With possession at their 9-yard line in the final minute of the first half last week, the Chargers were about to go into halftime with a 24-7 lead against Tom Brady and the Buccaneers.

But on a first down running play, when all he had to do was hold onto the ball, Chargers rookie running back Joshua Kelly bobbled the handoff, was hit in the backfield by Ndamukong Suh and fumbled. The Buccaneers recovered at the Chargers’ 6 and Tom Brady did what he does best — he took advantage of opportunity.

On third-and-6, Brady threw a touchdown pass to Mike Evans that cut the deficit to 24-14 at halftime. Brady threw three more touchdown passes in the second half to give the Buccaneers a 38-31 victory.

It’s been a long time since the Tampa Bay Buccaneers have gotten those kinds of breaks — and had the right guy to

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Justin Herbert was 3-years-old when Tom Brady started in his first NFL game. Herbert lists Brady – along with Peyton Manning and Marcus Mariota – as the quarterbacks he followed when he was growing up.

Now Herbert will face Brady, arguably the greatest quarterback in NFL history, when the Los Angeles Chargers face the Tampa Bay Buccaneers Sunday morning in a Week 4 game.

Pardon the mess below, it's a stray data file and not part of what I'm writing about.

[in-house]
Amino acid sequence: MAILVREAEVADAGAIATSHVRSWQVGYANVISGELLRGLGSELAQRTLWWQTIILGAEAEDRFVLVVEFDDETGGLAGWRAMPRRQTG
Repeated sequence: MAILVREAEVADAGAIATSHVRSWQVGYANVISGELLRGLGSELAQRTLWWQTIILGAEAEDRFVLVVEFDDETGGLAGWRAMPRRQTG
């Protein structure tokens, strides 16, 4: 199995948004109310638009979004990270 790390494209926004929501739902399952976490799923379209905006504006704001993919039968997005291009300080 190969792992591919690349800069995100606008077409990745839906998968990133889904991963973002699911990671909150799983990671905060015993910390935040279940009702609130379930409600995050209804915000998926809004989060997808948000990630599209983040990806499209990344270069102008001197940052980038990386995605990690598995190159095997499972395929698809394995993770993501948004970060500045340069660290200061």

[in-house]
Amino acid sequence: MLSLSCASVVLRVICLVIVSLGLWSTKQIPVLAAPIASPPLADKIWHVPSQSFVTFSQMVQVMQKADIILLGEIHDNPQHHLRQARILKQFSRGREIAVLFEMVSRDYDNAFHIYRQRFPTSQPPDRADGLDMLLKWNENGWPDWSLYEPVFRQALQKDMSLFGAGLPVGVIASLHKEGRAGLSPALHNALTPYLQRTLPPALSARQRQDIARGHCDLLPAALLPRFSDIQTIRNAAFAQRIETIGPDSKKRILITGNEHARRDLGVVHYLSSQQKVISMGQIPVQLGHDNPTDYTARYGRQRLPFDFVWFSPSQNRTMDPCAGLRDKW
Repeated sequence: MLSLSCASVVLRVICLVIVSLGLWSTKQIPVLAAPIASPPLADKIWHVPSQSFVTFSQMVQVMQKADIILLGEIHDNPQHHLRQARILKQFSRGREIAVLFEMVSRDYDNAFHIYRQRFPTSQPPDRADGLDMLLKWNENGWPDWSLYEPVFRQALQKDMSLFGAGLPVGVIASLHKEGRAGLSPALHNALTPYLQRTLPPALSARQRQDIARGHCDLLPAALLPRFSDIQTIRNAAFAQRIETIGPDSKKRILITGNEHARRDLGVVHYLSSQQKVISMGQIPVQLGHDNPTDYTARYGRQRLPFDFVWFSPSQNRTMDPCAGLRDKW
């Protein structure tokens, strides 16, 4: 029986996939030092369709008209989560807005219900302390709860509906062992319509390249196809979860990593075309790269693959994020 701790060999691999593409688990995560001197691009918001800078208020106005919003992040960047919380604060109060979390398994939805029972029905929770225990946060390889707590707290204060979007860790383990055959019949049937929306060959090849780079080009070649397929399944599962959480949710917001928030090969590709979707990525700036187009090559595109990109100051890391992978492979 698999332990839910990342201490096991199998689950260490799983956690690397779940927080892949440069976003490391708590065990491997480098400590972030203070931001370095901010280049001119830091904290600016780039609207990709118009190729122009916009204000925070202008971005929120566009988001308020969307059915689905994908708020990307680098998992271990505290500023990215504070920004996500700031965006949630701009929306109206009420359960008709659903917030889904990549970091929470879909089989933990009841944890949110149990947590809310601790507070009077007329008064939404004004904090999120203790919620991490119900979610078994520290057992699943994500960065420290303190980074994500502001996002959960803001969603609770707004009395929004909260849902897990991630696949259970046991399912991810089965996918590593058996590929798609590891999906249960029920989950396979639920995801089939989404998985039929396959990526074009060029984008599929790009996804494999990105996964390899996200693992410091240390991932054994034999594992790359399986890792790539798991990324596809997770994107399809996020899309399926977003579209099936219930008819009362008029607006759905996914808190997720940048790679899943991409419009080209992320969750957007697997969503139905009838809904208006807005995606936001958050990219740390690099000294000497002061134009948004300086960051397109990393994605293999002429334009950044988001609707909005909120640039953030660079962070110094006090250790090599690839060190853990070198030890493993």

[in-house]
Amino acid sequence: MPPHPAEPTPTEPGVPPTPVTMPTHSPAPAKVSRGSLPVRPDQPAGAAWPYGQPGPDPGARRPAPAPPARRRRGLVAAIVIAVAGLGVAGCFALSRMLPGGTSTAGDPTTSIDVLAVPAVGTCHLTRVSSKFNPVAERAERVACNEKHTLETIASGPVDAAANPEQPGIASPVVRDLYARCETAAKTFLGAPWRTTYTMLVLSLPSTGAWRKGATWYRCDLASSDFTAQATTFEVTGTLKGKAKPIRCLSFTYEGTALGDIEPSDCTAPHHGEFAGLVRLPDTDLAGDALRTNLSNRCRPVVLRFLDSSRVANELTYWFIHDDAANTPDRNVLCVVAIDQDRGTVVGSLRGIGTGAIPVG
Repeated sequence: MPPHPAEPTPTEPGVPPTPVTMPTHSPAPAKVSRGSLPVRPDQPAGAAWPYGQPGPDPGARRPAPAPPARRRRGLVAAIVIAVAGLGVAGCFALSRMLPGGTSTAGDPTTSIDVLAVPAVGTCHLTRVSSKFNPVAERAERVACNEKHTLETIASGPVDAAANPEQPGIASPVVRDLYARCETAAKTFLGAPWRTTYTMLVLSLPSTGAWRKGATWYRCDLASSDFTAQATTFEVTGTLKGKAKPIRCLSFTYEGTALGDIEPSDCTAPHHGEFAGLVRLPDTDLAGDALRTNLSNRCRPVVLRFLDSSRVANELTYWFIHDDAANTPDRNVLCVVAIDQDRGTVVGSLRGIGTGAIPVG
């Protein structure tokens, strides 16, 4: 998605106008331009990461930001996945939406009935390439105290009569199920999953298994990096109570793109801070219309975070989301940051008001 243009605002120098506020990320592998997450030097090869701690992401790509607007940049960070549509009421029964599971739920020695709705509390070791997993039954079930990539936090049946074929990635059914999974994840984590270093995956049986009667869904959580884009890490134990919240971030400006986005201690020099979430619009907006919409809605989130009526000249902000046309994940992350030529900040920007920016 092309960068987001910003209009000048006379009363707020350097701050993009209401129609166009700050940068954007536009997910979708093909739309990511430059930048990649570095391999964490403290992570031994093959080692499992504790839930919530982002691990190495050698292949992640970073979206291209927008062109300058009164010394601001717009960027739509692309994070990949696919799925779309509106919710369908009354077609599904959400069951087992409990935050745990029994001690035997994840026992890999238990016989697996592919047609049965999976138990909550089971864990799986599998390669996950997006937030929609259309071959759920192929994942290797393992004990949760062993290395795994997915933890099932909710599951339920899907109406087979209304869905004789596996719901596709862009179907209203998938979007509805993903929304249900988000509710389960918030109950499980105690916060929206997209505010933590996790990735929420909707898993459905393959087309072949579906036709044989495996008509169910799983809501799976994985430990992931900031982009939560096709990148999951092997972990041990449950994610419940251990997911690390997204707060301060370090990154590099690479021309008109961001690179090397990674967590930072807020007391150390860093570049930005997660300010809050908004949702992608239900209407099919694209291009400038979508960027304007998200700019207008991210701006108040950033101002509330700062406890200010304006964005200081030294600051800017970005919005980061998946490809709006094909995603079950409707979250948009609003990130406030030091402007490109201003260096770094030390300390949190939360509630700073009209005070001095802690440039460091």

“I was definitely a huge Tom Brady fan,” Herbert told reporters Friday afternoon. “Just growing up and watching him, he’s done some exceptional things. He’s been as good as anyone who’s ever done it. The opportunity to line up across him is going to be really cool.”

Herbert will start for the third consecutive game after Tyrod Taylor (chest) was ruled out. According to NFL research, the matchup between Herbert (22 years, 208 days old) and Brady (43 years, 62 days old) marks the first time

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This is a rush transcript from “Your World with Neil Cavuto,” September 4, 2020. This copy may not be in its final form and may be updated.

NEIL CAVUTO, FOX NEWS ANCHOR: All right, thank you, Jon, very, very much.

Let’s just say it could have been a lot worse, stocks clawing to come back today, after being down more than 800 points, equaling yesterday’s big sell-off, and that despite a stronger-than-expected employment report.

We will get to that in a second. But with the drops today, and as bad as it looks today, it could have been a lot worse. The Nasdaq had been about 300 points worse, and that average had fallen close to 10 percent, the technical definition of a correction, in a matter of two days.

It’s not done that since going back to March and the height of the pandemic sell-off, but that was then.

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